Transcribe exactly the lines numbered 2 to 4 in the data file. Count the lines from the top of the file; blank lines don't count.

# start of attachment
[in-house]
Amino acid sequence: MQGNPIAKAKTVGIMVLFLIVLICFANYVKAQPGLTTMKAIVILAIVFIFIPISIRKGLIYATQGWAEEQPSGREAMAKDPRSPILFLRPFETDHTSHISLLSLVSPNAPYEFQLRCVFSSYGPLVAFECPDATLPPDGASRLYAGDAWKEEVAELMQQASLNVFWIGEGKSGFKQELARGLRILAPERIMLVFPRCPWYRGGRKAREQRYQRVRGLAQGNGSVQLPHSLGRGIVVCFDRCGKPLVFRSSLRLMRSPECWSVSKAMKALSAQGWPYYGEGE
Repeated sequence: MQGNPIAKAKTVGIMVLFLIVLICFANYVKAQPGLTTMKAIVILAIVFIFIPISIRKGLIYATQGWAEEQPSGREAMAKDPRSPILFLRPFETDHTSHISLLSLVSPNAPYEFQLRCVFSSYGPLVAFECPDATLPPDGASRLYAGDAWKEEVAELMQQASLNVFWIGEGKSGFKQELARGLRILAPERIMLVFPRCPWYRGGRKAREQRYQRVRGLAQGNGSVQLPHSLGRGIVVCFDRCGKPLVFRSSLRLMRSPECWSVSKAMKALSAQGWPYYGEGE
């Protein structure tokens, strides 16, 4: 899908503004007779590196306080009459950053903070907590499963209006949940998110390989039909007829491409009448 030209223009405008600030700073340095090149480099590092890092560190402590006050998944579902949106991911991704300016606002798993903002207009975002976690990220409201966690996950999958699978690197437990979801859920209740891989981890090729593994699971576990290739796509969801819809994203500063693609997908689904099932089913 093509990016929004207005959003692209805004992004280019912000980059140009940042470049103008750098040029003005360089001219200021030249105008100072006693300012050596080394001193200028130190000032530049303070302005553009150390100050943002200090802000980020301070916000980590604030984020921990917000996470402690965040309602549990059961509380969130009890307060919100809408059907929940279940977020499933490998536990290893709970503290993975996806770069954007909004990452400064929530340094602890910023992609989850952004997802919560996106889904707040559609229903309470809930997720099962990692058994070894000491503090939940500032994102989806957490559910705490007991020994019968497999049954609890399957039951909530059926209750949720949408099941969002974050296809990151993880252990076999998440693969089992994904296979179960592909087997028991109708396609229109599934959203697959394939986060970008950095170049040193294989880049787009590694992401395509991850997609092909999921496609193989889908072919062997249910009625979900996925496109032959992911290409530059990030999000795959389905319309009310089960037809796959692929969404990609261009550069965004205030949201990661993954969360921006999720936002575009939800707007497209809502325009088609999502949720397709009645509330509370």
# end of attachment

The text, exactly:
Amino acid sequence: MQGNPIAKAKTVGIMVLFLIVLICFANYVKAQPGLTTMKAIVILAIVFIFIPISIRKGLIYATQGWAEEQPSGREAMAKDPRSPILFLRPFETDHTSHISLLSLVSPNAPYEFQLRCVFSSYGPLVAFECPDATLPPDGASRLYAGDAWKEEVAELMQQASLNVFWIGEGKSGFKQELARGLRILAPERIMLVFPRCPWYRGGRKAREQRYQRVRGLAQGNGSVQLPHSLGRGIVVCFDRCGKPLVFRSSLRLMRSPECWSVSKAMKALSAQGWPYYGEGE
Repeated sequence: MQGNPIAKAKTVGIMVLFLIVLICFANYVKAQPGLTTMKAIVILAIVFIFIPISIRKGLIYATQGWAEEQPSGREAMAKDPRSPILFLRPFETDHTSHISLLSLVSPNAPYEFQLRCVFSSYGPLVAFECPDATLPPDGASRLYAGDAWKEEVAELMQQASLNVFWIGEGKSGFKQELARGLRILAPERIMLVFPRCPWYRGGRKAREQRYQRVRGLAQGNGSVQLPHSLGRGIVVCFDRCGKPLVFRSSLRLMRSPECWSVSKAMKALSAQGWPYYGEGE
């Protein structure tokens, strides 16, 4: 899908503004007779590196306080009459950053903070907590499963209006949940998110390989039909007829491409009448 030209223009405008600030700073340095090149480099590092890092560190402590006050998944579902949106991911991704300016606002798993903002207009975002976690990220409201966690996950999958699978690197437990979801859920209740891989981890090729593994699971576990290739796509969801819809994203500063693609997908689904099932089913 093509990016929004207005959003692209805004992004280019912000980059140009940042470049103008750098040029003005360089001219200021030249105008100072006693300012050596080394001193200028130190000032530049303070302005553009150390100050943002200090802000980020301070916000980590604030984020921990917000996470402690965040309602549990059961509380969130009890307060919100809408059907929940279940977020499933490998536990290893709970503290993975996806770069954007909004990452400064929530340094602890910023992609989850952004997802919560996106889904707040559609229903309470809930997720099962990692058994070894000491503090939940500032994102989806957490559910705490007991020994019968497999049954609890399957039951909530059926209750949720949408099941969002974050296809990151993880252990076999998440693969089992994904296979179960592909087997028991109708396609229109599934959203697959394939986060970008950095170049040193294989880049787009590694992401395509991850997609092909999921496609193989889908072919062997249910009625979900996925496109032959992911290409530059990030999000795959389905319309009310089960037809796959692929969404990609261009550069965004205030949201990661993954969360921006999720936002575009939800707007497209809502325009088609999502949720397709009645509330509370």